Lucy works for Waterstones Booksellers in London, and has a BA in English & Creative Writing from Royal Holloway. She went on to complete an MA in Creative Writing under Andrew Motion in 2010. She lives in Devon.
Here’s Lucy in her own words …
“Both the characters and the central idea that drives Starborn have been around for a long time. I wrote the first chapter over ten years ago as a naïve seventeen year old and then set the story aside when I went to university. But it bubbled away beneath the surface, never leaving me alone, until I knew that I had to write it even if it never got published. That’s the thing about stories – they beg to be told, to be shared and this one is a culmination of everything I’ve ever loved about fantasy. Books by authors like Tolkien, Robin Hobb, Patricia McKillip Ursula Le Guin and countless others made being an awkward teenager bearable, and at the same time convinced me that I wanted to write too. The idea that people could enjoy my stories in the same way is part of why I write. To create a world so immersive that it’s able to sweep you away for a time – that’s my goal. And fantasy is a wonderful cloth to weave; its threads are rich and steeped in history. It’s able to express archetypes in a way quite unlike any other literary genre. To me, writing and fantasy are seamlessly interwoven and in all honesty I’m not sure I could write anything else. So what do I love about this genre? The worldbuilding for starters – I love exploring worlds so like and unlike our own. In those worlds, the impossible becomes the possible, lands are populated with strange peoples and creatures, and there’s an overriding sense of the epic – the struggle that so defines our race. I love the characters we meet in fantasy, the heroes, the antiheroes, the villains, the rogues, the innocents. When we read a story, we automatically become the protagonist; we suffer through their trials, we’re with them when they fall in love, we look out of their eyes at the unfolding of events. When it comes to character, traditionally fantasy has drawn rather distinct lines between ‘good’ and ‘evil’; the hero is often Campbellian, the villain his recognisable opposite. While movements like grimdark have turned that tradition on its head, I set out with a different aim, which was to tell a story that explored heroism as a concept instead of a given trait. I started with the phrase, ‘one man’s heroism is another man’s tyranny’ and thought about the subjectivity that statement embodies. It suggests heroism is defined by context and individual perspective, instead of objective characteristics. The crux of Starborn – as Kyndra, my protagonist, comes to discover – hinges on the actions of one man, whose crowning achievement makes him a saviour in some eyes and a monster in others. It’s up to the reader to decide which he is, or even whether it matters to the histories. This discussion provides the background context for Kyndra herself. I wanted to move away from the established rendering of the Garion-type hero as a hard-working, honest sort, instead drawing Kyndra as she would more likely be, living in a small community: sheltered, idealistic, stubborn. We are shaped by our childhood and our childhood environment and our earliest experiences colour everything we do. Kyndra has an unbelievably long journey ahead of her, which changes her more than she could ever imagine, so I wanted her to retain the roots of her thinking, to see the world – rightly or wrongly – through the eyes of someone who has grown up in an isolated community at peace. The very concept of war is alien to her, as are the attitudes that foster it, and she struggles to understand the divisions responsible for fragmenting a society. When you want to explore a particular subject, I think it’s important to have a recognisable base as reference, so there’s a lot you’ll find familiar about Starborn. It’s a rite of passage novel where the protagonist is living an ordinary life in a small corner of the world, but is inevitably swept up in wider events. Kyndra learns what it means to take control of those events instead of letting them steer her course and she comes face to face with the idea of destiny and what it might require of her. Of course Starborn is also full of magic, mysterious citadels, buried truths and unresolved conflicts – all the elements that make epic fantasy such fun to read and write. I love this genre for its possibilities, its powerful nostalgia for bygone eras. I love its various characters and settings, from dragons to sorcerers to epic battles. Fantasy allows us to ask poignant questions about society while sweeping us off on an epic journey with people in whom we can see ourselves. I’ve just finished the first draft of Book Two, where Kyndra and her companions encounter a host of new challenges. I always envisioned the series as a trilogy, so that the characters I’ve come to love have room to grow and time in which to tell their stories, and I can’t wait to share them with you.”  The hero of The (excellent ) Belgariad by David Eddings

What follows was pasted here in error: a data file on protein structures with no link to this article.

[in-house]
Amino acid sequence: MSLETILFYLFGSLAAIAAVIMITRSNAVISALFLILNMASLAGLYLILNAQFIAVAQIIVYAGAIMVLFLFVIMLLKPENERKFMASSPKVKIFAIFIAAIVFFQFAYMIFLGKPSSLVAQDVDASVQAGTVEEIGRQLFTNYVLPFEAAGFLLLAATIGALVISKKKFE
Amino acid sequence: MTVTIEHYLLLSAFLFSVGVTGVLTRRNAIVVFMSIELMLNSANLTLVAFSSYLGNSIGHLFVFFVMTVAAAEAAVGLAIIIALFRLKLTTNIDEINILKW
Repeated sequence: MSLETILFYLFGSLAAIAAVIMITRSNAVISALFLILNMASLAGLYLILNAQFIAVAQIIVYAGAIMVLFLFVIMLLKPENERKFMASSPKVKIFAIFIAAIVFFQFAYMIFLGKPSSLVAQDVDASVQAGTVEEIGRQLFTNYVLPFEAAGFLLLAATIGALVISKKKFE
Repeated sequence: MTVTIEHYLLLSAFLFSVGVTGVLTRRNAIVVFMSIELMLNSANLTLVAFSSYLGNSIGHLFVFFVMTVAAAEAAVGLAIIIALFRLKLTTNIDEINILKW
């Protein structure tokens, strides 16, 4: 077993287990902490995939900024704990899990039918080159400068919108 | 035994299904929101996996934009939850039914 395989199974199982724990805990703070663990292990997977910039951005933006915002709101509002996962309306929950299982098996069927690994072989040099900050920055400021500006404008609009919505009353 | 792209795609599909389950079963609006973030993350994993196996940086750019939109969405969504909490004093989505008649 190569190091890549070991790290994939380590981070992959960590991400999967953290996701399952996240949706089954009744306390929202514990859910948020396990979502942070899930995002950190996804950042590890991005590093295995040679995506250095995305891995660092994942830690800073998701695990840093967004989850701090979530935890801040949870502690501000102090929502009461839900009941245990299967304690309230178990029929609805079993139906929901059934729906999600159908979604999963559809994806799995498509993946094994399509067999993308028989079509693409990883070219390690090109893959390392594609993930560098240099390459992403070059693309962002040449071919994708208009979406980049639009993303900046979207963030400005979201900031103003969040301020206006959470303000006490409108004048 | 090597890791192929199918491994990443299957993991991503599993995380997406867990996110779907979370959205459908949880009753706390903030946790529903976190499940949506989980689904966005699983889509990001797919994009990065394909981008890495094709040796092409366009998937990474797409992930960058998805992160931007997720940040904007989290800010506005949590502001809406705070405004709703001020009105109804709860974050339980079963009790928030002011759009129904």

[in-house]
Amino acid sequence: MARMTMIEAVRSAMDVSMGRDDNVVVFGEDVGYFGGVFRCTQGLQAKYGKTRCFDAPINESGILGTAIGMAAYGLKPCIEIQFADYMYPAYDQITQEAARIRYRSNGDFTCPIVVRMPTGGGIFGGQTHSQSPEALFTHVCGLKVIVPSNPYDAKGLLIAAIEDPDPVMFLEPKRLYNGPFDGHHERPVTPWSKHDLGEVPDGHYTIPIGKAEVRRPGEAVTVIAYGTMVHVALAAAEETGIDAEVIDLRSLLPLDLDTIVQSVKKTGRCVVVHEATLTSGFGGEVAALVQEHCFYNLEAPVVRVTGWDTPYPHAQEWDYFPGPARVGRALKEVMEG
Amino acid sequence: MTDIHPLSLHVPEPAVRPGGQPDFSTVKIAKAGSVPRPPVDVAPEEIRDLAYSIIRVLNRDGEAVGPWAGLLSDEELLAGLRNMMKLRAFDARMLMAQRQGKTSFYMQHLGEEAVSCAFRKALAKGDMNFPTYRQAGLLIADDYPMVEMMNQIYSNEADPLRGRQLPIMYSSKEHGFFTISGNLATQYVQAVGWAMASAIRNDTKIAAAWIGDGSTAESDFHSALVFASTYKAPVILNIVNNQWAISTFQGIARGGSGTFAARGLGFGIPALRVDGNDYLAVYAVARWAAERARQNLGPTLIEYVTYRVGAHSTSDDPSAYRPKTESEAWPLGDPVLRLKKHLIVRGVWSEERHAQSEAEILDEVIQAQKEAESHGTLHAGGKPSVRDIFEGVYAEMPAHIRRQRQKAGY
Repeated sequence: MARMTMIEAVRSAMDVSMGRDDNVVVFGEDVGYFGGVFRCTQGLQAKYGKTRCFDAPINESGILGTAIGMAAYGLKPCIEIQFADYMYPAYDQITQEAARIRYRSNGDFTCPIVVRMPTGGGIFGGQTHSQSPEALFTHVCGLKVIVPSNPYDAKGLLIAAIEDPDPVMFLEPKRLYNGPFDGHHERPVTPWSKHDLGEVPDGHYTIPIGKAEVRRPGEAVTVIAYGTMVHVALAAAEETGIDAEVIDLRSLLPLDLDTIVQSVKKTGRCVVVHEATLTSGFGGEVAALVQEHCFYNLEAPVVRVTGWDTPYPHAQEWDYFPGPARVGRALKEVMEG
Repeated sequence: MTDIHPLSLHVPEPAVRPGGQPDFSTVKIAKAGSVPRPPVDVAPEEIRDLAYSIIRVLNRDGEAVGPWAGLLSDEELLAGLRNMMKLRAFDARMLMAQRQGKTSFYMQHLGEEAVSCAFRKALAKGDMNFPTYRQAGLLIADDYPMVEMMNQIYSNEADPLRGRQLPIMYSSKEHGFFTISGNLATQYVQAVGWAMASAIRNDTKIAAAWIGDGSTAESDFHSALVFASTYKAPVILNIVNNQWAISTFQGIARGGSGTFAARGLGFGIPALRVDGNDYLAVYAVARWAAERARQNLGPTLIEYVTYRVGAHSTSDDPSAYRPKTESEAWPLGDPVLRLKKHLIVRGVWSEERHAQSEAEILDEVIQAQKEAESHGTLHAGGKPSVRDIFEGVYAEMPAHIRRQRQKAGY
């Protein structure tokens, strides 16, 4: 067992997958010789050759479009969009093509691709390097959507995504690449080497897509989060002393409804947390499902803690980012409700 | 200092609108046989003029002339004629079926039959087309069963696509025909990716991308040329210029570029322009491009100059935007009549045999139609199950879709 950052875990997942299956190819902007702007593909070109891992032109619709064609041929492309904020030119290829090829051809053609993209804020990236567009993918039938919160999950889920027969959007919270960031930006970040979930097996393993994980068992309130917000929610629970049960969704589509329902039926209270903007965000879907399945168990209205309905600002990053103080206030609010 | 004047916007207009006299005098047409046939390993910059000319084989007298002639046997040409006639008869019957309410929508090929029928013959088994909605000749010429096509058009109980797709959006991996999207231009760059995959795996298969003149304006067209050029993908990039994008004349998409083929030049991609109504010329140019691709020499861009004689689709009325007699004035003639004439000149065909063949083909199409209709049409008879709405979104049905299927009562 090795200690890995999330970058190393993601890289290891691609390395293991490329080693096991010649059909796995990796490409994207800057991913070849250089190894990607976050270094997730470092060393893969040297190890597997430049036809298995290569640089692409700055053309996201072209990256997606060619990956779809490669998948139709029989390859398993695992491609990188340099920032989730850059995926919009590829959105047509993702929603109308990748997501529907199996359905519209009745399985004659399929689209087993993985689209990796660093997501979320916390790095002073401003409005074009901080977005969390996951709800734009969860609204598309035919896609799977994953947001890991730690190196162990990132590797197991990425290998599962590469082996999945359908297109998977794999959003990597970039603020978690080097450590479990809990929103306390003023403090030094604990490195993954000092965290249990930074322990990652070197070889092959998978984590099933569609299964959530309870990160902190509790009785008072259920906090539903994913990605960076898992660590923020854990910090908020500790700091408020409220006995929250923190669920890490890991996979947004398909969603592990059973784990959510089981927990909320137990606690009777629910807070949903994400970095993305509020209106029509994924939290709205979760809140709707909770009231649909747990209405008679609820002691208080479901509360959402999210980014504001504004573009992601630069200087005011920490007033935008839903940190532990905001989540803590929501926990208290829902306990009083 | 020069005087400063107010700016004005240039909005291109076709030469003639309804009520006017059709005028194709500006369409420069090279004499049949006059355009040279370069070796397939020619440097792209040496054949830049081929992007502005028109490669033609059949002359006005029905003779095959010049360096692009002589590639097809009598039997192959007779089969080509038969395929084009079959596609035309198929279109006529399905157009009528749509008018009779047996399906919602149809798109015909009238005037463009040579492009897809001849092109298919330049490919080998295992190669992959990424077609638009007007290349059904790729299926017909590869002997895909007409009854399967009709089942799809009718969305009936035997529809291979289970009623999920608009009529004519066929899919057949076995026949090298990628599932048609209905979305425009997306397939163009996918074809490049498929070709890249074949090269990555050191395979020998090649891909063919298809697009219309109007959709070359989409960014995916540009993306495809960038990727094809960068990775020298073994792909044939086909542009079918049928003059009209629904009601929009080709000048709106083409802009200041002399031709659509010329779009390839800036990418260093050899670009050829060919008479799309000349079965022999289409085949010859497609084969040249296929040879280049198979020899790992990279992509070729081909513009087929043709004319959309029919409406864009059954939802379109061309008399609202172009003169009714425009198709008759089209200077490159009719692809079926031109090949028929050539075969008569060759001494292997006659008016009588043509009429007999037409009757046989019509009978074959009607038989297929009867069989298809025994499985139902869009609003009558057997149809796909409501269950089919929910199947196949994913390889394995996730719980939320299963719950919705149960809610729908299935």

Starborn is available now in-store and online. If you enjoy fantasy adventure with a strong female central character, some mystery and some romance, give it a read!